Epsilon (ε) Lyrae is a flagship multiple star for binocular enthusiasts, known as the “Double Double”. It’s a difficult target to divide with the naked eye, as it appears as a fairly close binary of closely spaced fifth magnitude stars. Epsilon is beautifully transformed even through a small telescope, showing that each star is itself a double! Together with the trapezium in Orion, it is probably the best multiple star ever.
How to observe
The double double is very easy to locate, lying just 1.6 degrees northeast of blazing Vega (magnitude +0.03), the fifth brightest star in the entire sky. epsilon1 Lyrae (magnitude +4.67) lies to the north (also slightly west; position angle [PA] ~350°) from Epsilon2 Lyra (+4.59). The pair are separated by 3.5 inches, an easy task to separate through binoculars, although you’ll need an excellent night and keen eyesight to see them as two stars without optical aid.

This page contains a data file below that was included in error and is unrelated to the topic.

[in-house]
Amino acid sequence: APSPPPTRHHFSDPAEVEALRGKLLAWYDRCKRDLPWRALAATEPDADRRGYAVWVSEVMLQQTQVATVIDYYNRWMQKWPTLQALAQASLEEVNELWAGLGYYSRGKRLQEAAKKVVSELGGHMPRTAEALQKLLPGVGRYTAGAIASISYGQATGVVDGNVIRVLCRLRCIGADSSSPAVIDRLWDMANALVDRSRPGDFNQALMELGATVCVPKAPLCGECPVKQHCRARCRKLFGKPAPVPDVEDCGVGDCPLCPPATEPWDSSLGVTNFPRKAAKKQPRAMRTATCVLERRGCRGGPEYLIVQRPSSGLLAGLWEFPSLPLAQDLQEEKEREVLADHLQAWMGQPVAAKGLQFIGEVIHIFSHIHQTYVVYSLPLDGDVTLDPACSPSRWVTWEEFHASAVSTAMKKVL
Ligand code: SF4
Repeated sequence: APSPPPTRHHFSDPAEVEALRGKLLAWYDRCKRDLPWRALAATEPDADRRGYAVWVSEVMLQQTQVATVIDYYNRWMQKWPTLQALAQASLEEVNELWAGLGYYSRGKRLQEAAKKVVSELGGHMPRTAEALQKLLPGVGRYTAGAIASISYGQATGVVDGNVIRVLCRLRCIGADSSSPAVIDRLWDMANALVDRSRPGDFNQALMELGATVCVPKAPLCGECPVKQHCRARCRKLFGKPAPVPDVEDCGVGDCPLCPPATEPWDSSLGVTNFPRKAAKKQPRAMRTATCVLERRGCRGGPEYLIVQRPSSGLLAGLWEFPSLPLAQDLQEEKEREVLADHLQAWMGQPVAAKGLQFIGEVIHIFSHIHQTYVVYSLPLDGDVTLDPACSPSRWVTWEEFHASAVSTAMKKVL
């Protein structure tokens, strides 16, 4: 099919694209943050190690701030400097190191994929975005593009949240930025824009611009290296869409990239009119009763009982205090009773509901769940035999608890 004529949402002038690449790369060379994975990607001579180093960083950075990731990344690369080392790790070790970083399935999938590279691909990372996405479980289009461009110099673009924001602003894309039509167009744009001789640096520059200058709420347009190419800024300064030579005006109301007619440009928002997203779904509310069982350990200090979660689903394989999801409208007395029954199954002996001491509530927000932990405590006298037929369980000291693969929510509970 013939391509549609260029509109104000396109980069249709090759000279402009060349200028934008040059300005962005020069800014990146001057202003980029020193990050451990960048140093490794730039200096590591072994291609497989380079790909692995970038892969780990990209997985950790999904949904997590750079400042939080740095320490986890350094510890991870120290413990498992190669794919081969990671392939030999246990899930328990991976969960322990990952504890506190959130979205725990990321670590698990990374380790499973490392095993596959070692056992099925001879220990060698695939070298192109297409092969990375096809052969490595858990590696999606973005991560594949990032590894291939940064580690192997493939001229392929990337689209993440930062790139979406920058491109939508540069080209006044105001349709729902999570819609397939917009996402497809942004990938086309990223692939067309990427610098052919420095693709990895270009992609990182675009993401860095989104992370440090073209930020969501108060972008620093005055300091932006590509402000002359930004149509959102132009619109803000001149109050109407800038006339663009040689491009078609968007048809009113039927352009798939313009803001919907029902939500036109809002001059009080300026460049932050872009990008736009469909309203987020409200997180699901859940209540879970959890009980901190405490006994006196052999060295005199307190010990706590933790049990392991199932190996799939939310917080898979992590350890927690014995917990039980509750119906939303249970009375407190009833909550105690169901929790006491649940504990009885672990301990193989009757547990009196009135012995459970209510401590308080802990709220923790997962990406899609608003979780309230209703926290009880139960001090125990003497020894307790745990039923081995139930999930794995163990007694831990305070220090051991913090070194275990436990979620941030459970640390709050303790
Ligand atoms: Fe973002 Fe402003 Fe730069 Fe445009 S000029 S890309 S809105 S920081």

On a calm and clear night, swing a small telescope in the epsilon direction and at medium to high magnification you should be able to dissect both stars into their component parts. Observers report that a scope with an aperture as small as 60mm (~2.4 inches) can get the job done, but nighttime visibility conditions are probably the determining factor in how big a scope you need.
epsilon1 (STF 2382) splits into binary components (A and B) of magnitudes +5.2 and +6.1 that lie 2.2 inches apart in an approximate north-south alignment (PA 347°). The stars have an orbital period of about 1,800 years. epsilon2 (STF 2383) consists of +5.3 and +5.4 magnitude (C and D) stars spaced 2.3 inches apart at a PA of 79° (nearly east-west). It takes them around 700 years to complete one orbit. All stars are class A white stars.
https://astronomynow.com/2022/06/13/the-double-double-detach-lyras-multiple-star-gem/ The Double Double: Detach Lyra’s multiple-star gem